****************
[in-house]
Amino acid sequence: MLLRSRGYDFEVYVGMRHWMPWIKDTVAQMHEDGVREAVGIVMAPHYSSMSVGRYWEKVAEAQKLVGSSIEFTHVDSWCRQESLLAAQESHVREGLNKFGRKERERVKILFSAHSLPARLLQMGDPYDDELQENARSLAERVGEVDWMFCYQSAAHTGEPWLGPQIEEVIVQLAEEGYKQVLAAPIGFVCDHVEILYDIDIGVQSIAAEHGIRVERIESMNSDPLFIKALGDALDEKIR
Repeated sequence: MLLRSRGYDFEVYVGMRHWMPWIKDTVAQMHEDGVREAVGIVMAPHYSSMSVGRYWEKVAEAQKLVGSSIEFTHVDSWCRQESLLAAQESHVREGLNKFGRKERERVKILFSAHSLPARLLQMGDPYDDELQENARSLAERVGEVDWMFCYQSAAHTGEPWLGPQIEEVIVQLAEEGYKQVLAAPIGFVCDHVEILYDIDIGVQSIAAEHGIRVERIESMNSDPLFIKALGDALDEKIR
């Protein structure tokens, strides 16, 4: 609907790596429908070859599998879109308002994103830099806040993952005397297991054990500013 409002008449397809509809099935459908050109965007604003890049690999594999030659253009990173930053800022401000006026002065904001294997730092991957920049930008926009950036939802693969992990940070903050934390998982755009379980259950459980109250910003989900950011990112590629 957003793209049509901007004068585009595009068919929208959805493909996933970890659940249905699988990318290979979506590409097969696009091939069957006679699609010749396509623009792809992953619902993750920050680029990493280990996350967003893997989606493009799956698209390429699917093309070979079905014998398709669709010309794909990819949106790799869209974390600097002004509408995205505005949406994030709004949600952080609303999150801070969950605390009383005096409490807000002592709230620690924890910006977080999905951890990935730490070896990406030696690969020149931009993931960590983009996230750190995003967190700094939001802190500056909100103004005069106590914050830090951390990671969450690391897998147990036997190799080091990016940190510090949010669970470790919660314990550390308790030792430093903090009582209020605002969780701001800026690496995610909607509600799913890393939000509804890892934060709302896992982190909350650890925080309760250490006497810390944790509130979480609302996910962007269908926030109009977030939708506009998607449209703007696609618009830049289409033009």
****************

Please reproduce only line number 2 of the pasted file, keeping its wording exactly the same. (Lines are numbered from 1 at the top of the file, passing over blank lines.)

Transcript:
Amino acid sequence: MLLRSRGYDFEVYVGMRHWMPWIKDTVAQMHEDGVREAVGIVMAPHYSSMSVGRYWEKVAEAQKLVGSSIEFTHVDSWCRQESLLAAQESHVREGLNKFGRKERERVKILFSAHSLPARLLQMGDPYDDELQENARSLAERVGEVDWMFCYQSAAHTGEPWLGPQIEEVIVQLAEEGYKQVLAAPIGFVCDHVEILYDIDIGVQSIAAEHGIRVERIESMNSDPLFIKALGDALDEKIR